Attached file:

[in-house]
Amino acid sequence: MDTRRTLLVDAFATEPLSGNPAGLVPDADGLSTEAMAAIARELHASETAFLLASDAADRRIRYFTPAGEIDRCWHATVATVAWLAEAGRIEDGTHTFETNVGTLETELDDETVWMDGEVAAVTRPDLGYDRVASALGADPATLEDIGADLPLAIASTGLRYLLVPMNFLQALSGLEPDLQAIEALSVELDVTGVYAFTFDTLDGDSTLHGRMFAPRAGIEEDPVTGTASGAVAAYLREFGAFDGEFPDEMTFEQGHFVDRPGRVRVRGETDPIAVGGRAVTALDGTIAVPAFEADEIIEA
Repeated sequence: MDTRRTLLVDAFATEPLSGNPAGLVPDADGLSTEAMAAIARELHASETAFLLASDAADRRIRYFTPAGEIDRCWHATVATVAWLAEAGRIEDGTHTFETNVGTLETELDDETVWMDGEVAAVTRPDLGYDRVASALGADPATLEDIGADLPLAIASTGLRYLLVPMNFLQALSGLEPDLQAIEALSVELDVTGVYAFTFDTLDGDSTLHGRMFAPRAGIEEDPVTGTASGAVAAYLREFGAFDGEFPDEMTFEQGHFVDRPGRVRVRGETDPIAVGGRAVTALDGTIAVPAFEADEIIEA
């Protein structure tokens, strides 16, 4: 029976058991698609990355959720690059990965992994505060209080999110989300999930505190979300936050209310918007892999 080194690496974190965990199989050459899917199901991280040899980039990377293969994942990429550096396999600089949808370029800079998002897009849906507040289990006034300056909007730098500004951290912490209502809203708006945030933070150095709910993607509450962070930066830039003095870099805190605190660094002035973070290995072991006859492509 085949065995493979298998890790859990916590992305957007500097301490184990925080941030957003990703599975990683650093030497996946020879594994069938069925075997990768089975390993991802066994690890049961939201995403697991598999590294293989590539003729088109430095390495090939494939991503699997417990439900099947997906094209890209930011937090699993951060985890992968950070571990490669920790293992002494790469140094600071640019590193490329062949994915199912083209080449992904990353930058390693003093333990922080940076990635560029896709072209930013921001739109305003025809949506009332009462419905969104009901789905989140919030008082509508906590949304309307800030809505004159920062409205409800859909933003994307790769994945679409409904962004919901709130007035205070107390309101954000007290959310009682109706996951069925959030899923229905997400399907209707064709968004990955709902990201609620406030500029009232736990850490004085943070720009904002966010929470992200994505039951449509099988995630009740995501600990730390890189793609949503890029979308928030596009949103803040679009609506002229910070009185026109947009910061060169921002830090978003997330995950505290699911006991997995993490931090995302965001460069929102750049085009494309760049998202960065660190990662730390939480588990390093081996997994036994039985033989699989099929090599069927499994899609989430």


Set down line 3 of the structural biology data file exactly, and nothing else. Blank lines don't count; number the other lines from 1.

Repeated sequence: MDTRRTLLVDAFATEPLSGNPAGLVPDADGLSTEAMAAIARELHASETAFLLASDAADRRIRYFTPAGEIDRCWHATVATVAWLAEAGRIEDGTHTFETNVGTLETELDDETVWMDGEVAAVTRPDLGYDRVASALGADPATLEDIGADLPLAIASTGLRYLLVPMNFLQALSGLEPDLQAIEALSVELDVTGVYAFTFDTLDGDSTLHGRMFAPRAGIEEDPVTGTASGAVAAYLREFGAFDGEFPDEMTFEQGHFVDRPGRVRVRGETDPIAVGGRAVTALDGTIAVPAFEADEIIEA